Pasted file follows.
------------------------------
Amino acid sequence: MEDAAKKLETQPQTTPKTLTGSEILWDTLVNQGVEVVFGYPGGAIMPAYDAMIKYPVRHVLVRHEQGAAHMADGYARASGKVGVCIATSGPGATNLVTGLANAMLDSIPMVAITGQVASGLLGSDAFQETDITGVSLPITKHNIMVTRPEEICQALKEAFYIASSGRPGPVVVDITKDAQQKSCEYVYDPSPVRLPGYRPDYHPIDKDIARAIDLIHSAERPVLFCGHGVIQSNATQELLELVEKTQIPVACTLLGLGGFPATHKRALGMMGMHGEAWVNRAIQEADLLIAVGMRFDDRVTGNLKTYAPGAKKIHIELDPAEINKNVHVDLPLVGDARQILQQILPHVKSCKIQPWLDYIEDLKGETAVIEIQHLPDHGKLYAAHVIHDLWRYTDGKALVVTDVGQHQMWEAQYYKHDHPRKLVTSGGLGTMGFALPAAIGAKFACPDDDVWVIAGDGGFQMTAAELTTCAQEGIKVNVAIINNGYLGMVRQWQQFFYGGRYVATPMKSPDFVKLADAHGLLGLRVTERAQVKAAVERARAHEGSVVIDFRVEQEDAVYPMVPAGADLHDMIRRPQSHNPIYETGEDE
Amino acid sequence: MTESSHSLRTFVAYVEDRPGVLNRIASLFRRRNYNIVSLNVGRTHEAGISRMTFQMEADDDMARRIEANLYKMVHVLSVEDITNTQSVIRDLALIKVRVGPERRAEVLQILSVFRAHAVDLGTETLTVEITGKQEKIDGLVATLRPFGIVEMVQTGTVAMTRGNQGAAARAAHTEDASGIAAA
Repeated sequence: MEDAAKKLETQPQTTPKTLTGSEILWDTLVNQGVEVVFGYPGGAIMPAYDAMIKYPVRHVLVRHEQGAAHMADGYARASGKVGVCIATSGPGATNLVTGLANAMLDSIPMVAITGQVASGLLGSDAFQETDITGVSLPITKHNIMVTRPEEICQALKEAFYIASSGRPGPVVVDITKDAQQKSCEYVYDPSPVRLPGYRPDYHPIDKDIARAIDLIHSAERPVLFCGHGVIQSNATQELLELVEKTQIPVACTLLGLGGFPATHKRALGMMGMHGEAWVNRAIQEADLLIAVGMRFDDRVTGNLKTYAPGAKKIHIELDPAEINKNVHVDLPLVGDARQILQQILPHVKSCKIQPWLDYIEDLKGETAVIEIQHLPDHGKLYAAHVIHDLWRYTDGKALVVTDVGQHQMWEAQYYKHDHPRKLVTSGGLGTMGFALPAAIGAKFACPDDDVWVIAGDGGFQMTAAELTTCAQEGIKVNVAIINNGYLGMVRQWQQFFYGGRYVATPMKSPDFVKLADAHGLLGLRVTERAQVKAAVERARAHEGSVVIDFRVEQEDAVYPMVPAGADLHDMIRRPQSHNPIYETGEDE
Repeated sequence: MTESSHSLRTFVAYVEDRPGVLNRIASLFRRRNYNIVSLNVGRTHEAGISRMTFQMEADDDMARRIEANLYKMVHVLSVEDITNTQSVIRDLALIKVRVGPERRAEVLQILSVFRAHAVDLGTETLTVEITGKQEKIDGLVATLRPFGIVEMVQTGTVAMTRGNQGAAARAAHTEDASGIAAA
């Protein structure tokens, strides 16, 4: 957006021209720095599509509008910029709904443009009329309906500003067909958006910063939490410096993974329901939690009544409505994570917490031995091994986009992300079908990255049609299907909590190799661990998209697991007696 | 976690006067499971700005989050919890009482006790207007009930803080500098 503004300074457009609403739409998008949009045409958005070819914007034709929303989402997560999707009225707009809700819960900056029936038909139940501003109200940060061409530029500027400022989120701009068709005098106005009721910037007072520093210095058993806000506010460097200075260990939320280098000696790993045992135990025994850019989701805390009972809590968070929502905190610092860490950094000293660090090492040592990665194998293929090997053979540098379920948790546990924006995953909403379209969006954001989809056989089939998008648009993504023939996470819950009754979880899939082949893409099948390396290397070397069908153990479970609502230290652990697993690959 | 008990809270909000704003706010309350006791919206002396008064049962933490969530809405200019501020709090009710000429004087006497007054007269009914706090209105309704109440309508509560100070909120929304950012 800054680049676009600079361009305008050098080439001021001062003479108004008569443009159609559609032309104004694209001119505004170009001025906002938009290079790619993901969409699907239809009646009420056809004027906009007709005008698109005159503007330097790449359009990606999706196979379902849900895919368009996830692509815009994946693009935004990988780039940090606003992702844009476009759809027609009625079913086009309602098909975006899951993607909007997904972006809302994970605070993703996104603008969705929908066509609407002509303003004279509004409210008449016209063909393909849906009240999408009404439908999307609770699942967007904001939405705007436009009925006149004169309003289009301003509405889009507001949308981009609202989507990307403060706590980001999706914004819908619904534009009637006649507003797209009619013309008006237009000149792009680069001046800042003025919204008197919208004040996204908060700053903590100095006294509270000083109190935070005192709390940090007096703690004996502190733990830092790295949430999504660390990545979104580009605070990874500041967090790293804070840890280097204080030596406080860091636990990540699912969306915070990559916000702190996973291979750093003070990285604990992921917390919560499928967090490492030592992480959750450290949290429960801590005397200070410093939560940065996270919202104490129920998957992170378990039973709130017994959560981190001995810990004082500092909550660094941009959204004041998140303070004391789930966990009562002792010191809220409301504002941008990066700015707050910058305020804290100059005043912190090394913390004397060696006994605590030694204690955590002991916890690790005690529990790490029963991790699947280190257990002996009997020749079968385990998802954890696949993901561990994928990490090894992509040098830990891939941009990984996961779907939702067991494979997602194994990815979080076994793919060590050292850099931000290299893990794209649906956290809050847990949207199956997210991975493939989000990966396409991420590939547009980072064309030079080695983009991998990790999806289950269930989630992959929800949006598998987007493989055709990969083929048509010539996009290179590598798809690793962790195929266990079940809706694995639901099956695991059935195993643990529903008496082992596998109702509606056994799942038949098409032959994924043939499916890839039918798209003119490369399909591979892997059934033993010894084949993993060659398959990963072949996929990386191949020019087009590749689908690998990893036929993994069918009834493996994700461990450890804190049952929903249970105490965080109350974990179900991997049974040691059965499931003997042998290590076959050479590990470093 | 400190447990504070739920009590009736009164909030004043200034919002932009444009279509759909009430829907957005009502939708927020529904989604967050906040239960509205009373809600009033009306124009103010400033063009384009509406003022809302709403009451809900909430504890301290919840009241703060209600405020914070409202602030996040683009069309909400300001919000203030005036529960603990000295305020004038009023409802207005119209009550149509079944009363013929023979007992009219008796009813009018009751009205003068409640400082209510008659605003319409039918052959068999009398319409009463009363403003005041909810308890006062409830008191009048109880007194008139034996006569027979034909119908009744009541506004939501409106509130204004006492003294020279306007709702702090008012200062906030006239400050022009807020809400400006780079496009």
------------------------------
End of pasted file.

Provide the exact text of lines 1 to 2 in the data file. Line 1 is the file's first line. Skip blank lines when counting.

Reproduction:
Amino acid sequence: MEDAAKKLETQPQTTPKTLTGSEILWDTLVNQGVEVVFGYPGGAIMPAYDAMIKYPVRHVLVRHEQGAAHMADGYARASGKVGVCIATSGPGATNLVTGLANAMLDSIPMVAITGQVASGLLGSDAFQETDITGVSLPITKHNIMVTRPEEICQALKEAFYIASSGRPGPVVVDITKDAQQKSCEYVYDPSPVRLPGYRPDYHPIDKDIARAIDLIHSAERPVLFCGHGVIQSNATQELLELVEKTQIPVACTLLGLGGFPATHKRALGMMGMHGEAWVNRAIQEADLLIAVGMRFDDRVTGNLKTYAPGAKKIHIELDPAEINKNVHVDLPLVGDARQILQQILPHVKSCKIQPWLDYIEDLKGETAVIEIQHLPDHGKLYAAHVIHDLWRYTDGKALVVTDVGQHQMWEAQYYKHDHPRKLVTSGGLGTMGFALPAAIGAKFACPDDDVWVIAGDGGFQMTAAELTTCAQEGIKVNVAIINNGYLGMVRQWQQFFYGGRYVATPMKSPDFVKLADAHGLLGLRVTERAQVKAAVERARAHEGSVVIDFRVEQEDAVYPMVPAGADLHDMIRRPQSHNPIYETGEDE
Amino acid sequence: MTESSHSLRTFVAYVEDRPGVLNRIASLFRRRNYNIVSLNVGRTHEAGISRMTFQMEADDDMARRIEANLYKMVHVLSVEDITNTQSVIRDLALIKVRVGPERRAEVLQILSVFRAHAVDLGTETLTVEITGKQEKIDGLVATLRPFGIVEMVQTGTVAMTRGNQGAAARAAHTEDASGIAAA